08 February 2007

Haven't a Clue

Here's a passage that I've looked at for years but the other day realized, "I don't have the slightest idea what it means." Fortunately, I'm in good company in thinking so.

The passage is from Aristotle's famous critique of a Platonic theory of the Good in NE I.6. In the midst of his critique (1096b5-8), he takes time out to mention and praise, in contrast, a Pythagorean view:

piqanw&teron d' e0oi/kasin oi9 Puqago&reioi le/gein (5) peri\ au)tou~, tiqe/ntej e0n th|~ tw~n a)gaqw~n sustoixi/a| to_ e3n: oi[j dh_ kai\ Speu&sippoj e0pakolouqh~sai dokei=. a)lla_ peri\ me\n tou&twn a1lloj e1stw lo&goj:

Rowe and Broadie translate:
The Pythagoreans seem to have something more persuasive to say about the matter, when they place the One in the column of goods; and apparently Speusippus followed their lead. But let us leave these people for another occasion.
You may see the passage in its context here. ("these people"? Apparently because of the change from singular to plural. Yet the plural is idiomatic; only the singular should be given special treatment, viz. "something more persuasive to say about it".)

Now Rowe and Broadie are also at a loss to explain the passage. Here is their note:
The followers of Pythagoras (6th-century BCE mathematician, philosopher, and ascetic) based their metaphysics on pairs of contraries forming two columns:

Limit Unlimited
Odd Even
One Many, etc. (Metaph. I.5, 986a22-6)

Ar. refers to the left-hand one as 'the column of goods' even though Good itself appears as an item in it lower down. His comparison with Platonism presumably has to do with the relations in each theory between Good and One. Plato, Ar. tells us, identified them (Metaph. XIV.4, 1091b13-15), whereas the Pythagoreans distinguished them. We can only guess why Aristotle prefers the Pythagorean theory to Plato's.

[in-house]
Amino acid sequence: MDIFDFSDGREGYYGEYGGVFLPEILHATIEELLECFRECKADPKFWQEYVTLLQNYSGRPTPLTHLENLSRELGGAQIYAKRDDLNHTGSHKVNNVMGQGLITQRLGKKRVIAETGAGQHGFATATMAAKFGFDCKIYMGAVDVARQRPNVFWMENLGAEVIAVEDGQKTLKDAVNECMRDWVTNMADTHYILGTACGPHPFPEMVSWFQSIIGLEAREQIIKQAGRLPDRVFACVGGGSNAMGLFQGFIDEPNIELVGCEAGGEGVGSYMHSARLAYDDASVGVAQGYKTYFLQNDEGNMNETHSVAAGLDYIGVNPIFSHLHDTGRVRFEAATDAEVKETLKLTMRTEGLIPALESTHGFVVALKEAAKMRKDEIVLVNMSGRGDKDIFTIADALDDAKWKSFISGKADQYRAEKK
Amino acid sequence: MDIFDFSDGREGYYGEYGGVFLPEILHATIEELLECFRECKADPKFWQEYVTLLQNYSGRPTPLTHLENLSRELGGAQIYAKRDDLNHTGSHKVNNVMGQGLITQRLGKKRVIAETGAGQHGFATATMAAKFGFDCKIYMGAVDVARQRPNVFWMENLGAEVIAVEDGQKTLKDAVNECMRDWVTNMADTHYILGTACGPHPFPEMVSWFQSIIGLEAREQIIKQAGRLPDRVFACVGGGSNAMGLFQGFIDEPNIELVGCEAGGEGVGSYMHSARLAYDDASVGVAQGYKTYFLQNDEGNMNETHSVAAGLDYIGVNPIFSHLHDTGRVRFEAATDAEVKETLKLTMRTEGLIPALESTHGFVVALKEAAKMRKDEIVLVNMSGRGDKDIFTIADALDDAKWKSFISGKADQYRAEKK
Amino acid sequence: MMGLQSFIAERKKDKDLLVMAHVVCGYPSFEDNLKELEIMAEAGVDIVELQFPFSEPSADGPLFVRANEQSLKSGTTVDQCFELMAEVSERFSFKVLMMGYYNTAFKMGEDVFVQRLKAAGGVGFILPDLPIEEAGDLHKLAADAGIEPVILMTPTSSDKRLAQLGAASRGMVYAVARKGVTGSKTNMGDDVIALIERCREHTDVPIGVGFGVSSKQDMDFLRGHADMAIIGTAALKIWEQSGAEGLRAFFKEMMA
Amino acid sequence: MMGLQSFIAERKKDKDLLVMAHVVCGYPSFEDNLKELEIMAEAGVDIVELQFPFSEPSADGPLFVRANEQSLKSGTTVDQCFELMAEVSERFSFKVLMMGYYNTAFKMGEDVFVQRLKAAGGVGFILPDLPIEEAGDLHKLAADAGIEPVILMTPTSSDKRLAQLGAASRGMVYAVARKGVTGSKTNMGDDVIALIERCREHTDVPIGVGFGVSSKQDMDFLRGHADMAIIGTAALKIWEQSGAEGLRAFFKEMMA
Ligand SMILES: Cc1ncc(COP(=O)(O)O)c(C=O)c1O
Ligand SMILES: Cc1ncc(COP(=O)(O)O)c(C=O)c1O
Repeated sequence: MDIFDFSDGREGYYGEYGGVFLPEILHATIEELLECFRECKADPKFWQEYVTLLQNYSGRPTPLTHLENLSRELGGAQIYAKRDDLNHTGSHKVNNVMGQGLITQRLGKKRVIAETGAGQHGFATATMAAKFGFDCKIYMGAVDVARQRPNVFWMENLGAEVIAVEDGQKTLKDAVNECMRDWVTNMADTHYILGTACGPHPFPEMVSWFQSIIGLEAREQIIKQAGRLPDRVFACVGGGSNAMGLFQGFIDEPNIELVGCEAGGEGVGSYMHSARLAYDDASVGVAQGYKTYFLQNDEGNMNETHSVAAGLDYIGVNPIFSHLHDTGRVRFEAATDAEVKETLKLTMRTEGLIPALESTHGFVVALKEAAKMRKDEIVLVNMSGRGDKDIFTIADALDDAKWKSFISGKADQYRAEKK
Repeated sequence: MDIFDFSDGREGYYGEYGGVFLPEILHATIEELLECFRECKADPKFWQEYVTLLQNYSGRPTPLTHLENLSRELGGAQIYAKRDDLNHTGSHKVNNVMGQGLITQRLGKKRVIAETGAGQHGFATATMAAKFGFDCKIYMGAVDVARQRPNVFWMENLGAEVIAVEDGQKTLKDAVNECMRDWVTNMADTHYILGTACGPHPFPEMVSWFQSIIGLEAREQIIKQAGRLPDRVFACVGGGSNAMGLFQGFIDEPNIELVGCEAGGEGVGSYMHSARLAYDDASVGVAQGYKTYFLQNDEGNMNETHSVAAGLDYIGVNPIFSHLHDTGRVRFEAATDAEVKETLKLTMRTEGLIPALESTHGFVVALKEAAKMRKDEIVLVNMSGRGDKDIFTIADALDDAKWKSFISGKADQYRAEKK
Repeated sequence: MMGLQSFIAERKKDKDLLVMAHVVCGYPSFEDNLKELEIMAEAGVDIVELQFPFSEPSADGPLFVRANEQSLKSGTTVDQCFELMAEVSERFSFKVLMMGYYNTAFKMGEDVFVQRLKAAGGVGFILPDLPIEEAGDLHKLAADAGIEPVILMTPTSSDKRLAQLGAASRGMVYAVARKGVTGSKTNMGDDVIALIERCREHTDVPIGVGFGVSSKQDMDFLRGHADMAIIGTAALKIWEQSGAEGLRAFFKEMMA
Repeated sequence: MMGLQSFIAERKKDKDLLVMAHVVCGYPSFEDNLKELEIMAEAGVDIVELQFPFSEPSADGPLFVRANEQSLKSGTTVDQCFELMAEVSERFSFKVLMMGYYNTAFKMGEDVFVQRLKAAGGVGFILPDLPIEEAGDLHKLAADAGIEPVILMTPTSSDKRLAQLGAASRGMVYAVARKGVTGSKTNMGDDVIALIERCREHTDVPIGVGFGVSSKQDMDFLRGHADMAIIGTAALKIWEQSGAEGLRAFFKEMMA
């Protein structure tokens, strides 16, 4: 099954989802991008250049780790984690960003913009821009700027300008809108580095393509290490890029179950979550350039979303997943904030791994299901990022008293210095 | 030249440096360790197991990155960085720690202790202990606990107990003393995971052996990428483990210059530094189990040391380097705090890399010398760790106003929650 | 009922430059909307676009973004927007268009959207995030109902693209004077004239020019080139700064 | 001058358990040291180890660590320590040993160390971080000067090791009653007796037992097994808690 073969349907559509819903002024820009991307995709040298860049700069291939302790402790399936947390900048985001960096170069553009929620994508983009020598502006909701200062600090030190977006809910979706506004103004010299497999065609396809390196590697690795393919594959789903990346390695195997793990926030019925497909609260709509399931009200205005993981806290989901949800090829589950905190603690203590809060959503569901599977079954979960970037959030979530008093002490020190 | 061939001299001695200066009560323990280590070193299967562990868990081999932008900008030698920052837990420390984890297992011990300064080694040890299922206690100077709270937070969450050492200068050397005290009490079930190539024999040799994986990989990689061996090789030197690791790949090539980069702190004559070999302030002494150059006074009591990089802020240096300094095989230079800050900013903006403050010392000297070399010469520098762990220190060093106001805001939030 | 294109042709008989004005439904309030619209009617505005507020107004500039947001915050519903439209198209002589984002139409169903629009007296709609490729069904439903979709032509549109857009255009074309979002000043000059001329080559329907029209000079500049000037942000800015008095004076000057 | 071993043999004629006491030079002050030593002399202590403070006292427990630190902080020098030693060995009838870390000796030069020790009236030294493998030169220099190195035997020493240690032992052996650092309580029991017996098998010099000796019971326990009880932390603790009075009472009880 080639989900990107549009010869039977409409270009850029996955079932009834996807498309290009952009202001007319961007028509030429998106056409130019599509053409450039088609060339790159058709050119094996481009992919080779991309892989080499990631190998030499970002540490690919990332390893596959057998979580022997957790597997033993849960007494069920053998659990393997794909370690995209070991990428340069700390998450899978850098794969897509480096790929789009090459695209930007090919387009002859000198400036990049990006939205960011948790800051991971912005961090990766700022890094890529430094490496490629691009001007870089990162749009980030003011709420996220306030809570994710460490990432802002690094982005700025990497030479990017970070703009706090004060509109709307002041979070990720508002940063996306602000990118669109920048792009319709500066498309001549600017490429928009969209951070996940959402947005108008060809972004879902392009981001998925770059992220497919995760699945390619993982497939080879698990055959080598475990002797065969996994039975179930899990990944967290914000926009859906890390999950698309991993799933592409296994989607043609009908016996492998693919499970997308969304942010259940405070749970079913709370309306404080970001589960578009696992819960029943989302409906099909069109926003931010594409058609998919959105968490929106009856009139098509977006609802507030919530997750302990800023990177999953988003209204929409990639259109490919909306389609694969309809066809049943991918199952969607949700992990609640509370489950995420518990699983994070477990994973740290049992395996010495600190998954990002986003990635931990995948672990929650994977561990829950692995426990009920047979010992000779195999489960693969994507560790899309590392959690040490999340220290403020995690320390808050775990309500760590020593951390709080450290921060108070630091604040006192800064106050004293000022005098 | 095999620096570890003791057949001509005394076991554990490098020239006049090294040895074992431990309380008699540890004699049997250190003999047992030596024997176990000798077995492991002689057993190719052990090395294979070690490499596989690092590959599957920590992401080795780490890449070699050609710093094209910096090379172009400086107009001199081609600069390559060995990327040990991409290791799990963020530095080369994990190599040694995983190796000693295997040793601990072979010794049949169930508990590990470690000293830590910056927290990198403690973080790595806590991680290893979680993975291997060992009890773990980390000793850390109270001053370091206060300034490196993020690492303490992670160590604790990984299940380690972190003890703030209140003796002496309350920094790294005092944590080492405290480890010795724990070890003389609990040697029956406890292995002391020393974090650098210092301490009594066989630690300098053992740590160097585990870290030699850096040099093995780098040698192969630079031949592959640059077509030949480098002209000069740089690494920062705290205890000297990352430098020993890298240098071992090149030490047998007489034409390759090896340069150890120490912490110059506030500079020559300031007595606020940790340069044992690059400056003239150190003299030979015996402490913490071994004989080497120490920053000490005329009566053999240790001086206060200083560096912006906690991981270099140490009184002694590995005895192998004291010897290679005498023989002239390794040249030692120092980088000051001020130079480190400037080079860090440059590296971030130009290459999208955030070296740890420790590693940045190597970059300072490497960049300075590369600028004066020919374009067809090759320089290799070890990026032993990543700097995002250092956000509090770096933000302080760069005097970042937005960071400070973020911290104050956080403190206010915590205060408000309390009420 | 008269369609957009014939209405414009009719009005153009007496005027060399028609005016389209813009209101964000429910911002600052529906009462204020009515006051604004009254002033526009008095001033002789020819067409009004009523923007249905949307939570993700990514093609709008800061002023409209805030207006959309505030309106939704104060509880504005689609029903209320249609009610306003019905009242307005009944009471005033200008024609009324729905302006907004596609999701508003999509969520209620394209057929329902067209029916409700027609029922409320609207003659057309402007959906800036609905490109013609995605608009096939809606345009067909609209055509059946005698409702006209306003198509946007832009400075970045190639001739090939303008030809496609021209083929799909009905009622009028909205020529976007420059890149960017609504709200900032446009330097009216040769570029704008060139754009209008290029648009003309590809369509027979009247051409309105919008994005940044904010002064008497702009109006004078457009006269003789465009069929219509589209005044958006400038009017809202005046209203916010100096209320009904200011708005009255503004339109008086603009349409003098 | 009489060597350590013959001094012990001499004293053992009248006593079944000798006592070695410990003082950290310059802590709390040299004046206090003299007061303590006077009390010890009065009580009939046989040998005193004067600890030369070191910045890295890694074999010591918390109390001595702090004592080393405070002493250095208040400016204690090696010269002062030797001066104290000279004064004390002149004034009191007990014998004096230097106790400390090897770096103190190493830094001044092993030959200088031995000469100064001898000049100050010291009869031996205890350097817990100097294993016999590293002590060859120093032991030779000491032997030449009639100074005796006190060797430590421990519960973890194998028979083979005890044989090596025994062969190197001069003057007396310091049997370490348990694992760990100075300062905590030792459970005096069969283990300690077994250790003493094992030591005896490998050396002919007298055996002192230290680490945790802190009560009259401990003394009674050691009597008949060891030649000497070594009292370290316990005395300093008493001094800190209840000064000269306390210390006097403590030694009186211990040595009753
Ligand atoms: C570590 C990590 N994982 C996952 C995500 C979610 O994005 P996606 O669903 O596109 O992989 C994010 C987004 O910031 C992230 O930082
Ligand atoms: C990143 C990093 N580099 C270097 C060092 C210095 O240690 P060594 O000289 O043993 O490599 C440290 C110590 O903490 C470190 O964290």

Rackham cites an article by Burnet (in Classical Review , vol. 3, p. 198; see JSTOR), who does make a guess. For Burnet, Aristotle is asserting: 'It is more plausible to say that the One is good than that the Good is one.' (?) But the text so understood is out of place, he thinks; it would be 'simpler' if it were placed after 1096a, 34, gumnastikh/ :
Perhaps the present position of the sentence is due to the 'editor' having supposed that there was some reference to the view of Speusippus and the Pythagoreans that the Good was not eternal, for which Met. 1072b, 30 and 1091 a, 34. But it seems hard to find such a reference in the sentence as we have it.
Does this clarify things for you? It doesn't for me. And why move the text if it doesn't really clear things up?


Eric Brown said...

I agree that the passage is puzzling. How does the Pythagorean belief that the One is a good provides a more plausible account of the puzzle assayed at 1096a34-1096b5, concerning what difference 'itself' makes when the Platonist refers to the F itself as opposed to Fs?

You do not mention Susemihl's solution. According to Burnet's note that you cite (CR 3 [1889]: 198), Susemihl would simply bracket 1096a34-1096b5 as a marginal insertion. This makes the point clear, since the Pythagorean belief that the One is a good can more plausibly accommodate Aristotle's preceding claim (at 1096a29-34) that there seem to be multiple sciences of goods than the Platonic belief that the Good is the One can. (Since the Pythagorean does not say that the Good is uniform, his belief does not entail that there must be one science of all goods, as the Platonic belief does.)